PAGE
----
Whim and Whipping: Satire and the Great Reform Act in Scottish Periodical Poetry



Shaw M (2018) Whim and Whipping: Satire and the Great Reform Act in Scottish Periodical Poetry. Scottish Literary Review, 10 (2), pp. 1-25.

This article examines the use of the satirical mode in periodical political poetry dedicated to the issue of parliamentary reform c. 1832. Contributing to critical discussions on the development of British satire in the nineteenth century, the article, by demonstrating the continued presence and significance of satirical poetry in the Scottish periodical press, reveals that the genre did not die out or become diluted across Britain in the 1830s. By examining three examples of Scottish satiric periodicals that took differing positions on the issue of reform–The Scots Times, Glasgow Punch and The Ten Pounder–a cross-section of the various satirical responses to the reform and anti-reform campaigns is provided. It becomes clear that different political camps and periodicals were not only using the satirical mode in Scotland but actively competing to produce the most scurrilous satirical verse, and that certain Scottish satirical titles were key antecedents to Punch, or The London Charivari.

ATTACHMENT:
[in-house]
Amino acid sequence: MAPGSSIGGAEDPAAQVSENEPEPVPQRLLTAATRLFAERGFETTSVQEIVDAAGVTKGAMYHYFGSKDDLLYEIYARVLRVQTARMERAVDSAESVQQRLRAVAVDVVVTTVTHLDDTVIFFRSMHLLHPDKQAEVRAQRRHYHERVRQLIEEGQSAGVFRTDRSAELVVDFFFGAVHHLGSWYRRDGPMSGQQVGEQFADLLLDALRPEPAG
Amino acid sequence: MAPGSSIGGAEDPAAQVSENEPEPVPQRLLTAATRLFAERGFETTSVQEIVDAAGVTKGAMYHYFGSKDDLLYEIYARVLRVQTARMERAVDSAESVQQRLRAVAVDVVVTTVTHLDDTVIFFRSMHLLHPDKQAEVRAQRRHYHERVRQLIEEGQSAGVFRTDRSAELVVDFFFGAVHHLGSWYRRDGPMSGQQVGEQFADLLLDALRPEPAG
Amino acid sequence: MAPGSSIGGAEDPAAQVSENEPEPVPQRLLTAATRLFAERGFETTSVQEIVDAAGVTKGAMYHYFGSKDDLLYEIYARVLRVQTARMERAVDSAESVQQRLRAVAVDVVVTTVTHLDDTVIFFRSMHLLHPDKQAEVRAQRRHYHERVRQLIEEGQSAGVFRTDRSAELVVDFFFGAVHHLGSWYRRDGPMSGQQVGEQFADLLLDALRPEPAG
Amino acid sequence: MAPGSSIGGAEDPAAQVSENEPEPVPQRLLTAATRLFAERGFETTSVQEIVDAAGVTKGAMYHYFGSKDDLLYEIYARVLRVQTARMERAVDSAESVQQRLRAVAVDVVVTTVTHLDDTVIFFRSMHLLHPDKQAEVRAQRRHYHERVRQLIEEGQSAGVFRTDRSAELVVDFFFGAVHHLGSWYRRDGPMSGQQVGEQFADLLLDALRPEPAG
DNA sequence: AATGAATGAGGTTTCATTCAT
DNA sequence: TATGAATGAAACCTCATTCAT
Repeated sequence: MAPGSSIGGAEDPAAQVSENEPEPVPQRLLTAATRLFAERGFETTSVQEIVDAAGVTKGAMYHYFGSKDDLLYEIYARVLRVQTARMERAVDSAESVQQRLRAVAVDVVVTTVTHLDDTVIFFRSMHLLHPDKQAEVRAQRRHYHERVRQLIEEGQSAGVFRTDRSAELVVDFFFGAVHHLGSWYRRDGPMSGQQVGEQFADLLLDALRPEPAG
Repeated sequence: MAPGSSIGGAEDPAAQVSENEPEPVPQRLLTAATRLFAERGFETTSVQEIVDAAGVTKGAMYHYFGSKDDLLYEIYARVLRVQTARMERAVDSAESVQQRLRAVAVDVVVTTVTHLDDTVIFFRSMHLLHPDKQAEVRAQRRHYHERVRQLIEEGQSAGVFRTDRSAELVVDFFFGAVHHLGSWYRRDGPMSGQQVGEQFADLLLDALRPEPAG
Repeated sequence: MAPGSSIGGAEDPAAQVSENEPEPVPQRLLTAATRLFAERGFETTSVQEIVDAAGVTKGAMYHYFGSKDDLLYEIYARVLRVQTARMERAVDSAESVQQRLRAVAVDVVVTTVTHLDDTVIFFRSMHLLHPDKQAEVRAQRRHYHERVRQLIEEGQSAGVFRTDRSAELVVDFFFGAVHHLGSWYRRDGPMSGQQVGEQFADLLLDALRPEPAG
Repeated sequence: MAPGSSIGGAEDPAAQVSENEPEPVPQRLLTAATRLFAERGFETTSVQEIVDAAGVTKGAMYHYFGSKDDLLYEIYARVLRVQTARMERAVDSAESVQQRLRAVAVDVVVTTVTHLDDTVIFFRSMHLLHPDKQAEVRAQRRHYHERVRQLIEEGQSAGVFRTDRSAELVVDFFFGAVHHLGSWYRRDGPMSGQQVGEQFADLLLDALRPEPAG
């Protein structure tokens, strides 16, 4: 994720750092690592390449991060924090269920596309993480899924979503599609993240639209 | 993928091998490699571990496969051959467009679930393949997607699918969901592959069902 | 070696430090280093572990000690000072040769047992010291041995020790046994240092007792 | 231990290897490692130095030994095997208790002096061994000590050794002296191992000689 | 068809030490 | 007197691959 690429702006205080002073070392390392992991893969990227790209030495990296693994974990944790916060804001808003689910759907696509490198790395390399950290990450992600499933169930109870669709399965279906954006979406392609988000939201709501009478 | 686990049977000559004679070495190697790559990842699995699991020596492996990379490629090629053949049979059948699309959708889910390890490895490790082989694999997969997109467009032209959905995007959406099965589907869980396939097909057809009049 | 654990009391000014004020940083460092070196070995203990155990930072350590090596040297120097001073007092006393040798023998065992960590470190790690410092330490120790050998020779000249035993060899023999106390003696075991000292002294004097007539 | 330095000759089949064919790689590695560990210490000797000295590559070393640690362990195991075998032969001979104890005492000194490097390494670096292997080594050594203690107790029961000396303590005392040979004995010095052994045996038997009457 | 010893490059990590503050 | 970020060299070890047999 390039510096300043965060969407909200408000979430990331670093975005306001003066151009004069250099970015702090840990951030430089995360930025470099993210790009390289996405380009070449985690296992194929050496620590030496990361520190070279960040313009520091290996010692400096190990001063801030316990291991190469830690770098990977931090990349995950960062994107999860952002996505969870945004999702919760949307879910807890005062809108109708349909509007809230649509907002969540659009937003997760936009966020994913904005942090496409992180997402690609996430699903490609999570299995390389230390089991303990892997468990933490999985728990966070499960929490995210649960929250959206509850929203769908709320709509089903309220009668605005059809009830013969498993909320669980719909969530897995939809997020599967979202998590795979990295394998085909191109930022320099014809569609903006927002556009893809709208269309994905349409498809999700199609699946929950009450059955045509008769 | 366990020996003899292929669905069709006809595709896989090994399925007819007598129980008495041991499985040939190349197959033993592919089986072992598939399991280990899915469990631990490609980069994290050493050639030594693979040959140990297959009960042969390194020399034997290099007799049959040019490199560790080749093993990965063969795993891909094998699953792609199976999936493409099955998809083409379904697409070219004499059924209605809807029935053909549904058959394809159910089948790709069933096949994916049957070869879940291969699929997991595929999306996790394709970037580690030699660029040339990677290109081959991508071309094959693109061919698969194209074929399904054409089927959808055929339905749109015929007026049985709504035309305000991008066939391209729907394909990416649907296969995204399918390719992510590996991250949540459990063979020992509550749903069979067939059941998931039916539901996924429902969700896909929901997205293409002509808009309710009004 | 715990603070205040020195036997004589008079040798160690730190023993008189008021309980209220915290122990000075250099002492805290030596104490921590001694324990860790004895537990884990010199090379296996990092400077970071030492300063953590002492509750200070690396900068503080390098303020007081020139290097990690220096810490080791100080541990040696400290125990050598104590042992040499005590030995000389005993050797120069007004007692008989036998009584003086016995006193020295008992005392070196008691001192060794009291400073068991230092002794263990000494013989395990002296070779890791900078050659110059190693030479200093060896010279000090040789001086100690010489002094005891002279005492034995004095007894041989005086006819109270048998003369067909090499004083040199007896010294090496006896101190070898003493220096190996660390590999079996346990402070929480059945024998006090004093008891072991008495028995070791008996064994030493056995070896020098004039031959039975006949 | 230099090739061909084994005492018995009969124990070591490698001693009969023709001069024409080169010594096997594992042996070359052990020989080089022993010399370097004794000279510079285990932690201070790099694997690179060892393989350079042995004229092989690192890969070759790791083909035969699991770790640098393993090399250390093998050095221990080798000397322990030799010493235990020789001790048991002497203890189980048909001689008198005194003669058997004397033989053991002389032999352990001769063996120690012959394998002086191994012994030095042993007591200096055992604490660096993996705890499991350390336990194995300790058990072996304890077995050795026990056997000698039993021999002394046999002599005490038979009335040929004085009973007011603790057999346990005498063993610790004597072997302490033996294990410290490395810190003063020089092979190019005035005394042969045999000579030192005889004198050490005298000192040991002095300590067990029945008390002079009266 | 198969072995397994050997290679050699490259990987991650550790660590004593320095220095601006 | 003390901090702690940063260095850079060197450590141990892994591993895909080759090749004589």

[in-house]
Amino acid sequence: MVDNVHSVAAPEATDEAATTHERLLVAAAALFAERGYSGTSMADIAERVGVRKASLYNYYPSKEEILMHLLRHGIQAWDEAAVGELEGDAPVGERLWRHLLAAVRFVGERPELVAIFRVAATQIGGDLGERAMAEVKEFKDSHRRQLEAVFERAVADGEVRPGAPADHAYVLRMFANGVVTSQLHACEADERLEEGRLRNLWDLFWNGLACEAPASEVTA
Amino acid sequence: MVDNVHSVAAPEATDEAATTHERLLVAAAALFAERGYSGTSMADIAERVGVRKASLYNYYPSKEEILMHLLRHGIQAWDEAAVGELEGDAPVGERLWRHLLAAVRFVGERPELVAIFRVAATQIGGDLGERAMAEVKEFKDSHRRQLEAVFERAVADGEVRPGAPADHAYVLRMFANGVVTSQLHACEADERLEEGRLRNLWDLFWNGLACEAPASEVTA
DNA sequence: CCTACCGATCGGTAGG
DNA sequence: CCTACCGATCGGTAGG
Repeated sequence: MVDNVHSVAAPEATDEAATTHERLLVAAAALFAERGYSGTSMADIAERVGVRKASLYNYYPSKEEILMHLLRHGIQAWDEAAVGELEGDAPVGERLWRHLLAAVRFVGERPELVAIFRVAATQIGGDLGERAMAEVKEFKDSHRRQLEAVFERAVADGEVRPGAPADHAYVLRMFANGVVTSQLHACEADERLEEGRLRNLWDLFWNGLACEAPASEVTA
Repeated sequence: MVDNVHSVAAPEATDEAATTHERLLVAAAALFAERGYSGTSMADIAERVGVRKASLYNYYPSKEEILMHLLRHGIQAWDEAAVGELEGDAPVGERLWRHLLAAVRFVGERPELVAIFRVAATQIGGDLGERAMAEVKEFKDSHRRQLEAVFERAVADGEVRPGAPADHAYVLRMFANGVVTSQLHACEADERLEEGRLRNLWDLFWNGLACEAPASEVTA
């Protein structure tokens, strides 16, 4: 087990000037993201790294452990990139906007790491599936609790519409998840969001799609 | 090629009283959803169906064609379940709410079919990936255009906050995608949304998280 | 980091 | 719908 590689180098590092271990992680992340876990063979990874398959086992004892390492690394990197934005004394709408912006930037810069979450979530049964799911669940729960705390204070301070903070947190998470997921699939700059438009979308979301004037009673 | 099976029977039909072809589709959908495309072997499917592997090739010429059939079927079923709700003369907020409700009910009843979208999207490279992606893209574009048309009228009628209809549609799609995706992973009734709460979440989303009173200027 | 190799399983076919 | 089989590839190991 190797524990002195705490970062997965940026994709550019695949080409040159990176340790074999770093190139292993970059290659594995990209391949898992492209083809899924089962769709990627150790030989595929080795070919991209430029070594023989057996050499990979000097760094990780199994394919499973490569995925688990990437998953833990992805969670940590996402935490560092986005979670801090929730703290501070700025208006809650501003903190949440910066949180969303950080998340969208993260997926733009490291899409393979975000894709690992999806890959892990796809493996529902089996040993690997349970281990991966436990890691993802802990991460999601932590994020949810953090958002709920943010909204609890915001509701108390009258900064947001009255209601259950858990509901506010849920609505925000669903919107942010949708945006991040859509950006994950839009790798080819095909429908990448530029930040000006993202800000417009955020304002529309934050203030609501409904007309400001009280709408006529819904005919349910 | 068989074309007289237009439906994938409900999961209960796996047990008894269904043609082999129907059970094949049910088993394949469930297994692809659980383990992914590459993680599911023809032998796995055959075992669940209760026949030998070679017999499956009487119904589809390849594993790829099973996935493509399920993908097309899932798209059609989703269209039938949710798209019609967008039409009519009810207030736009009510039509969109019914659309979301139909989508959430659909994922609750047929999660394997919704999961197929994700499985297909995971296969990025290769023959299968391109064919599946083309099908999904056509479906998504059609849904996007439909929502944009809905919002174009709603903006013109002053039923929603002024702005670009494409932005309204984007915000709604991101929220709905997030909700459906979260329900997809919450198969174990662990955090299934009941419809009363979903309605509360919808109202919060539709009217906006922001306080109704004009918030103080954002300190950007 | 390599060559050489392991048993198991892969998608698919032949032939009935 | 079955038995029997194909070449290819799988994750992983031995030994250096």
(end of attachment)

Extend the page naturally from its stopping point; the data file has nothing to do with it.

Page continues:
Scottish Literary Review: Volume 10, Issue 2

FundersThe Carnegie Trust
Publication date03/12/2018
Publication date online29/11/2018
Date accepted by journal01/07/2018
Publisher URL

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Dr Michael Shaw
Dr Michael Shaw

Lecturer in Scottish Literature, English Studies